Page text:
With a name like Everyone To The Anderson, and a full-length debut entitled The Man Born From Inside of a Horse, it's fair to say that the three-piece out of Brighton are not afraid of obscure references. One listen to this sprawling eleven tracker will tell you why; 'Man Born...' is a hard record to pin down, citing three decades of new-wave, post-punk, hardcore, and math-rock. At times, it's a bewildering assault, and yet, for all it's contradictory elements, ETTA have delivered the album they've always threatened to; monster riffs, big bass, and a rhythm attack as sharp as a scalpel.

Brighton has a reputation for producing bands that assault the ears, with The Ghost for a Thousand and Blood Red Shoes helping to establish a scene more analogous to the American Northwest than anywhere in the UK. What distinguishes ETTA, however, is a musical virtuosity and broad canvas of influences. Opener 'High Brow, Low Brow, No Eye Brow' begins with staccato jolts of guitar and drums, then melds into melodic guitar riffing reminiscent of early Minus The Bear. From here, we're straight into new-wave territory with 'So You're Saying There's a Chance,' a comparatively melodic number with emotive repetitive riffing.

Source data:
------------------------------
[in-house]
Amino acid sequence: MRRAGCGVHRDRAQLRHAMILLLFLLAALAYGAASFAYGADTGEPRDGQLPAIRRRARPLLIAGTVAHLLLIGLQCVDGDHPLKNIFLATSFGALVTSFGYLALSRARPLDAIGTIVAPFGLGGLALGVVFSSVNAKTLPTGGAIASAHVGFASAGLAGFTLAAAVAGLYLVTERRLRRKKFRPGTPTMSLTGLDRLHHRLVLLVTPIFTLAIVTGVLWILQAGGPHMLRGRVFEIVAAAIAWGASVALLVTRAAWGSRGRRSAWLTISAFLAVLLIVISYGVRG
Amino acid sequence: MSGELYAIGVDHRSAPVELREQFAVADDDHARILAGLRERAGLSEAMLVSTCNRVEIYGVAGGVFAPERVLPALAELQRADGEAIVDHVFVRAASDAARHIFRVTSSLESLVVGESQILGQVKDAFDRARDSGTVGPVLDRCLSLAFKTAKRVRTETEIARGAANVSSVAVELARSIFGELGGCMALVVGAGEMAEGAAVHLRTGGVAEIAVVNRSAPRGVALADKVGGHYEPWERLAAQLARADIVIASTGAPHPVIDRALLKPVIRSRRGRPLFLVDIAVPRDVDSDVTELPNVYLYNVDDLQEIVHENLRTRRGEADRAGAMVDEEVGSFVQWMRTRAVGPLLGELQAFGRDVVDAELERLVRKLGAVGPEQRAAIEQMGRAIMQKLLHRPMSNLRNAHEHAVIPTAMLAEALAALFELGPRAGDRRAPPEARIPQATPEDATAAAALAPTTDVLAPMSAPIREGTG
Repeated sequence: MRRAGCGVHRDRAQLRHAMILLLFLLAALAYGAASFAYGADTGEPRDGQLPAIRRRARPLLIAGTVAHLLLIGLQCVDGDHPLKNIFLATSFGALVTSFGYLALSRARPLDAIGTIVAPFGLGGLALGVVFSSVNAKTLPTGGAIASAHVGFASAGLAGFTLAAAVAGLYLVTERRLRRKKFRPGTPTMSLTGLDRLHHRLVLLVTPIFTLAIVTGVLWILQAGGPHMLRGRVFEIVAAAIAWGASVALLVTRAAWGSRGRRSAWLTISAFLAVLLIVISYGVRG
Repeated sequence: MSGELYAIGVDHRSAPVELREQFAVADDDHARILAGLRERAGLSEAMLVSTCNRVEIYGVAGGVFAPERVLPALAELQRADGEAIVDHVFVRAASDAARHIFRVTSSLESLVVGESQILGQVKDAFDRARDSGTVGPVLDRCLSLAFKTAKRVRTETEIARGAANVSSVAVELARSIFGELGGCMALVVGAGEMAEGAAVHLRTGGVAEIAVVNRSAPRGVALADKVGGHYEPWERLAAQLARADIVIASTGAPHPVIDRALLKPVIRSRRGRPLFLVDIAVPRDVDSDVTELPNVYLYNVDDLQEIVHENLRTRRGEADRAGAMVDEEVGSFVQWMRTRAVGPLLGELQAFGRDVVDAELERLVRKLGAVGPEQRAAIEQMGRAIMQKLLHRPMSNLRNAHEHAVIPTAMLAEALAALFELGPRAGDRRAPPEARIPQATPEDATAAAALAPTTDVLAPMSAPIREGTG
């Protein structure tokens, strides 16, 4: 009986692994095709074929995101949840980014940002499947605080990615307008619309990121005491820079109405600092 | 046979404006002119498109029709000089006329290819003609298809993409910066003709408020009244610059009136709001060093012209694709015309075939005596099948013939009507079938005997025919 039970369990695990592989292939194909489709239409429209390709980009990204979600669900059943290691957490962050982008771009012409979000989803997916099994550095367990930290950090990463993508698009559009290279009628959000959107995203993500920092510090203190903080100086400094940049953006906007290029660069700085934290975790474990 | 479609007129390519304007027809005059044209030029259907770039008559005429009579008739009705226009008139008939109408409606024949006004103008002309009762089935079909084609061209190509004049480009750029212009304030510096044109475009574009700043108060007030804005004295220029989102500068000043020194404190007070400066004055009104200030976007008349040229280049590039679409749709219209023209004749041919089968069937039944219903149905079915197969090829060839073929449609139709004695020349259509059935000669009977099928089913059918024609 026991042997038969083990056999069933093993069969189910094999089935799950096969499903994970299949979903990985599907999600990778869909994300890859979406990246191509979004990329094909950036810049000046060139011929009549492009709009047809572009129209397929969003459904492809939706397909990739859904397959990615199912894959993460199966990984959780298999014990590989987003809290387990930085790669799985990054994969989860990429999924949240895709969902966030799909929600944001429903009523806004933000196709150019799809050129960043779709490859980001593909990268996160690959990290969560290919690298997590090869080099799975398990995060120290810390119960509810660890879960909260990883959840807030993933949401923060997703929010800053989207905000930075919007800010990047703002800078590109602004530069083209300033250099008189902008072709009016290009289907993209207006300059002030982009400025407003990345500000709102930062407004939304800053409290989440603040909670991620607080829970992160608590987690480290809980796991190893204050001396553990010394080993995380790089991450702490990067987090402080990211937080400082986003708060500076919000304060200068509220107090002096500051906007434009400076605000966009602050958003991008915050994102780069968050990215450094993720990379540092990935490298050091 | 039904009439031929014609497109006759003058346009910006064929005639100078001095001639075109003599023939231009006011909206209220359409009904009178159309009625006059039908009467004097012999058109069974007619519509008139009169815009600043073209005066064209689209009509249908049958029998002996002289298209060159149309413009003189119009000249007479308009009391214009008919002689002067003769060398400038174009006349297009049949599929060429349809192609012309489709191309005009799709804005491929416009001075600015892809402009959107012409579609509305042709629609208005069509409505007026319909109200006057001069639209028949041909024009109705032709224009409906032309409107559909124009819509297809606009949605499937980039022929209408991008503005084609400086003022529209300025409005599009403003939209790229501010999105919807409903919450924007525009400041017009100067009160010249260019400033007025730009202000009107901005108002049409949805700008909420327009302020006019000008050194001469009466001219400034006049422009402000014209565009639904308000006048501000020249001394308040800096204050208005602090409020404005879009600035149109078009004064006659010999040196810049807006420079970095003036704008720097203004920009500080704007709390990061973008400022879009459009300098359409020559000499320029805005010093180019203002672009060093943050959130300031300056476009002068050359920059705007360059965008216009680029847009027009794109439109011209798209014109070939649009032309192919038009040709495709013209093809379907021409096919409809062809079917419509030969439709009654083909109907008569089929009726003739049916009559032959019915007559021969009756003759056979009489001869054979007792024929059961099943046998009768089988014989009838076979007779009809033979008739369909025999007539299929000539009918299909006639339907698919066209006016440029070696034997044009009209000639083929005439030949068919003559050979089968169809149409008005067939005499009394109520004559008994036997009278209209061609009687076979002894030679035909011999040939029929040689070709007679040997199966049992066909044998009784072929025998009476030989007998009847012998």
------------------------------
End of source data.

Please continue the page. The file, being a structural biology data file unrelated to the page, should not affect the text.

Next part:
That the record can make these stylistic jumps is it's biggest strength. 'Danzig High Flyer' and 'Knuckle Supper' both encompass a math-rock sensibility, with gripping drum patterns that could get you dancing, moshing or comatose in equal measure. They slow it down in 'Wake When Some Vile Thing Is Near,' sounding like they're about to close the album with a psychedelic surf-guitar outro, only to bombard the listener with dirty repetitive bass notes in 'Face Like Centurion.' It's compelling stuff, the soft-loud dynamic played out on foreign musical landscapes.  

But no matter how emotive the musical arranging of 'Man Born...'  seems to be, there's very little telling what the band is getting at. Anyone reading this review will have noticed an abundance of nonsensical track titles that are either taking the piss or alluding to some higher calling. The effect is nonetheless the same; a barrier between ETTA and listener. A similar discord is evident in the vocals; often jarringly pronounced over the brutal and beautiful tapestries of guitar and drums, they risk sounding contrived outside of a discernible context.

These are minor quibbles. 'Man Born...' is a record to be studied for its intense compositions, which is to say, somewhat pretentiously, that it rocks hard. If you want to have your face tastefully melted off this summer, get a hold of it through whatever means.